ExCred is the leading conference for the Export Credit Agency (ECA) and private insurance sectors. It provides an annual meeting point for an estimate of 600 attendees per annum from 37 different countries. The conference aims to develop business relationships and bring together a multitude of views and opinions from all corners of the globe. For the past 28 years ExCred has been successfully in operation and acts as the leading annual forum for the international trade and insurance industry.

Come and Meet Us!
We are lucky enough to be participating in this exhibition and will have our own booth where everyone is welcome to stop by and meet our CEO, Antoun Massaad; Head of Credit Reporting, Cynthia Gebeily and Data Strategist, Angelique Assaf. We will be demonstrating a little of what we do via a video that will run on a TV screen in the booth as well as demonstrating our online capabilities. We hope to hear from delegates what they really want from their future business intelligence partner and we will be free to answer any and all questions. You won’t want to miss our booth as we will also be offering the chance for one lucky individual to win £100 to spend on any service that Cedar Rose provides. Just drop your business card in a bowl at the booth and that individual, chosen at random, will earn the £100 Cedar Rose credit. We look forward to meeting you.

Check out what else we’re up to while we’re in London such as a round table debate.

Written By Jack Evangelides, Marketing Executive

*** The sole purpose of the article above is to generate public discussion, it has no intention to constitute legal advice. ***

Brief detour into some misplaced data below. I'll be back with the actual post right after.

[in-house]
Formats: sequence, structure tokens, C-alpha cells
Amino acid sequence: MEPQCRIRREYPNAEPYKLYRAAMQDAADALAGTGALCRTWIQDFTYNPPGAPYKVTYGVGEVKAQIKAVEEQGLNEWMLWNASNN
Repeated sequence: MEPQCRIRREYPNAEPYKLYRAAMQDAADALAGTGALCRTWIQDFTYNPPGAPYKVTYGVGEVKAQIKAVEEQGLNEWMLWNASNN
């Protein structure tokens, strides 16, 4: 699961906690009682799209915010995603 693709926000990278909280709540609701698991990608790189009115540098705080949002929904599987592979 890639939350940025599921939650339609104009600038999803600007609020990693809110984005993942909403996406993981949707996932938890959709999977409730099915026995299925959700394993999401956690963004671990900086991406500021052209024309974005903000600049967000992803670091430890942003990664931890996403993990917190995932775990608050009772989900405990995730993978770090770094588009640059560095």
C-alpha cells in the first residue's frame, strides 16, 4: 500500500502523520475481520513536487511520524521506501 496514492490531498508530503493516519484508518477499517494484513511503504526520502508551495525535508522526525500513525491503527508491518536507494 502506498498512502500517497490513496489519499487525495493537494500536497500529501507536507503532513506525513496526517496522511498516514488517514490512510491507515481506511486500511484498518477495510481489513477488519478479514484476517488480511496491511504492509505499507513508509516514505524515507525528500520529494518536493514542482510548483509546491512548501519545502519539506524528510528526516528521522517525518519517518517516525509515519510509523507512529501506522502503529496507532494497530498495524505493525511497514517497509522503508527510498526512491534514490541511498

Debating for the Greater Good – Cedar Rose & CCR Interactive Round Table

round table debate - Cedar Rose

On the 28th of February 2019 Cedar Rose will be debating the topic of ‘Fears Credit Managers may have about trading into the MENA region and whether those fears are well founded’. Cedar Rose will be in association with CCR Magazine for the debate that will be held at Eight Members Club, London. This informed deliberation will highlight and invite frequently asked questions and concerns for those who instigate business throughout the Middle East and North Africa (MENA). The Cedar Rose attendees will consist of CEO Antoun Massaad, Head of Credit Reporting Cynthia Gebeily and Data Strategist Angelique Assaf. This expert team will conduct the upcoming professional debate and hope to inform others of their own experiences within MENA as well as learning more about the issues exporters and creditors face in their daily roles.

 Knowledge is Power
This long-awaited debate may be a significant turning point for many investors, exporters and importers who have, or will, contemplate the instigation of business throughout the MENA region. The best in business are constantly looking for newer means to expand and grow their companies, looking for the emerging markets, the potential goldmines and the prospects that MENA may hold. However, the political landscape is ever-changing throughout MENA, with trade tariffs, wars and other socio-political issues. Therefore, it is pivotal to conduct business in MENA the correct way, the knowledgeable way.

Cedar Rose has over 20 years of experience and expertise in this region and we hope to impart knowledge over how it is possible to trade whilst mitigating risks in MENA. Debating over such a topic can allow us to bring forth our own understandings and practices from the last 20+ years, to help others see what we see and, in turn, utilise the knowledge we wish to convey. Through debating, we hope to come to a positive understanding for all those involved. We look forward to the deliberation, to share our insights on the region and to be working with CCR Magazine.

If you want to participate in the debate, contact for more information.

Check out our newsroom for relevant articles concerning business intelligence.

Written By Jack Evangelides, Marketing Assistant

*** The sole purpose of the article above is to generate public discussion, it has no intention to constitute legal advice. ***

Trade Rate: Join the Global Action for Prompt Payments